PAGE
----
Saudi Pushes for Renewables to Reduce Crude Burn

Kingdom to develop almost 10 gigawatts of renewable energy by 2023

Saudi Arabia, the largest crude producer and exporter among the Organization of Petroleum Exporting Countries (OPEC), is turning to renewable energy to generate most of its power supply domestically, thereby helping it to export more crude oil and generate more revenue, as reported by Bloomberg on February 14th, 2017. Starting 2017, Saudi Arabia plans to develop almost 10 gigawatts of renewable energy by 2023, starting with wind and solar plants in its northwestern desert. These efforts could replace the equivalent of 80,000 barrels per day (bpd) of oil that is now being used to generate power in the kingdom. Saudi will also set up a slew of natural gas projects later this decade, which could replace crude used for heat generation during the winter season.

Saudi aims to reduce oil burn

Without the alternative power sources, including gas and renewables, the kingdom would be forced to increase its crude burn, which could reach as high as 900,000 bpd during summer, according to data from the Joint Organisations Data Initiative, and as reported by Bloomberg. According to OPEC’s Monthly Oil Market Report released in January 2017, Saudi Arabia has already taken many measures to substitute natural gas for oil in power plants, which has a positive impact on crude burn reduction over the past few months. The use of crude for domestic power has fallen by nearly a third since the Wasit gas plant began operations in March 2016, according to the OPEC report.

These efforts are part of the kingdom’s plans to broaden the economy following two years of budget deficits tied to low oil prices. More industry, though, means more energy, with the amount of power used at peak times growing by 10% in 2016. However, with the current focus on renewables, the kingdom is looking to export more crude at a time when global crude prices have risen in recent months and are hovering nearer to $52 per barrel, giving the kingdom an opportunity to shore up its revenues and reduce its ballooning fiscal deficit.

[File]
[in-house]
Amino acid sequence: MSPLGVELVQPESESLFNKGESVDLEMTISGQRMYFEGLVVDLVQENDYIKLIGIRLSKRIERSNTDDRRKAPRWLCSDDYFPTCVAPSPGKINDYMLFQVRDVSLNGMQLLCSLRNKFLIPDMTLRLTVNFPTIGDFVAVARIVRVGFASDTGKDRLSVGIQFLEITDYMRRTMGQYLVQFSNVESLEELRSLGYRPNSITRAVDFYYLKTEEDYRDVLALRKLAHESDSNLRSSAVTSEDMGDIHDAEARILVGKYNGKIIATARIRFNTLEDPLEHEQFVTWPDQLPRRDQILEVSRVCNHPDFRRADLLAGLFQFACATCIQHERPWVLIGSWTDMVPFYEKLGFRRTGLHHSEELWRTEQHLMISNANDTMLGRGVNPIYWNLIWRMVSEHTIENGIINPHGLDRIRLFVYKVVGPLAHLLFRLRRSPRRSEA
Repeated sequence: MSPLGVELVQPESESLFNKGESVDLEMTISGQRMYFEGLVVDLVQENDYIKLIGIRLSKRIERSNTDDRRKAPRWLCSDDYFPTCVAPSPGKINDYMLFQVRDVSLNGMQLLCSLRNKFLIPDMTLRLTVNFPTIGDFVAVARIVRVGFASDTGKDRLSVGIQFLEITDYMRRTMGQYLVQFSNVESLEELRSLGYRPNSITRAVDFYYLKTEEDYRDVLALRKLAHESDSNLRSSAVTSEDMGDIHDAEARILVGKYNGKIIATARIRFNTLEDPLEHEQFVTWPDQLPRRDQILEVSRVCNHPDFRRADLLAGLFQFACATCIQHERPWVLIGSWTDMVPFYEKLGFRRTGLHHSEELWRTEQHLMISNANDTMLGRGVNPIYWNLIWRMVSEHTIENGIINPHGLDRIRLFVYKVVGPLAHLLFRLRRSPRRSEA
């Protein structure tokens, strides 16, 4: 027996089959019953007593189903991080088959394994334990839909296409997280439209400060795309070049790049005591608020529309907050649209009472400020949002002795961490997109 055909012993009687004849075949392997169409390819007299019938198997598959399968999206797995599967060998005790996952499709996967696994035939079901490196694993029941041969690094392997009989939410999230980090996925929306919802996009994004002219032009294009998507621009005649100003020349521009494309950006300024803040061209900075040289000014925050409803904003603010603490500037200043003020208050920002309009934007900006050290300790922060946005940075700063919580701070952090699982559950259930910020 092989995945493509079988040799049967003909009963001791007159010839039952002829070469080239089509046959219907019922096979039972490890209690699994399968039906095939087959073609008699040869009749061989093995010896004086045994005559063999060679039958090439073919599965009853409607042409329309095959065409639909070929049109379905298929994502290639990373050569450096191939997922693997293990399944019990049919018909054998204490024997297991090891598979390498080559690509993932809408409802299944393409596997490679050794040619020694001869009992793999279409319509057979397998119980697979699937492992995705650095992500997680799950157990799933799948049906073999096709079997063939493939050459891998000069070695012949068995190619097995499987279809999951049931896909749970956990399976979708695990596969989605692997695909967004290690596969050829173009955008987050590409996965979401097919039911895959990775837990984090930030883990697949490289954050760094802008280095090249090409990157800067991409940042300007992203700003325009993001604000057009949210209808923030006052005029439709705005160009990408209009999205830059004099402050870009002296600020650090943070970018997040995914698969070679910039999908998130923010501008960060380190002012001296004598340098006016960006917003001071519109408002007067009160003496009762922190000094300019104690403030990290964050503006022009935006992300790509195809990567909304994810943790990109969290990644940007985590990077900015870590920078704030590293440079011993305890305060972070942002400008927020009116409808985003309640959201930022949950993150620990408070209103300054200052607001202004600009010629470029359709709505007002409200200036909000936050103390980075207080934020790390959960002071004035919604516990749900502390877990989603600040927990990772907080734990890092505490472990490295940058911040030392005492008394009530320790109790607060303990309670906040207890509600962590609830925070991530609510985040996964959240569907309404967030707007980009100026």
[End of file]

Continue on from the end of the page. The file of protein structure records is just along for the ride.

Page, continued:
Saudi to channel investments to renewable energy projects

Saudi Arabia is seeking $30 billion to $50 billion worth of investment in renewables, according to Energy Minister Khalid Al-Falih. The ministry will set up a division to handle the tenders until the country establishes a new independent buyer for all power supplies. The terms on renewable contracts will be motivating so that the cost of generating power from these renewable sources will be the lowest in the world. The kingdom will award its first tenders to build 700 megawatts of solar and wind energy in September 2017, Al-Falih said.

The government has already raised domestic energy prices to slow demand growth and called for greater efficiency, according to the Riyadh-based King Abdullah Petroleum Studies and Research Center. A failure to tap more renewable energy, natural gas or even nuclear reactors could reduce oil exports that are an all-important source of revenue to the economy. Many state-owned companies have already made efforts to generate renewable energy.

State energy producer Saudi Aramco or the Saudi Arabian Oil Company, already earns most of its income by pumping 1 in every 10 barrels sold every day. It is also driving the country’s first steps toward the renewable energy industry. At Dhahran, Saudi Aramco runs the country’s biggest solar plant, a 10-megawatt facility mounted on a parking lot roof. The solar panels atop the parking facility cut the need for the equivalent of about 30,000 barrels of oil and the wind turbines will eliminate demand for about 19,000 barrels, according to Aramco. In January 2017, it started the kingdom’s first commercial wind turbine to power a facility in the northwest region.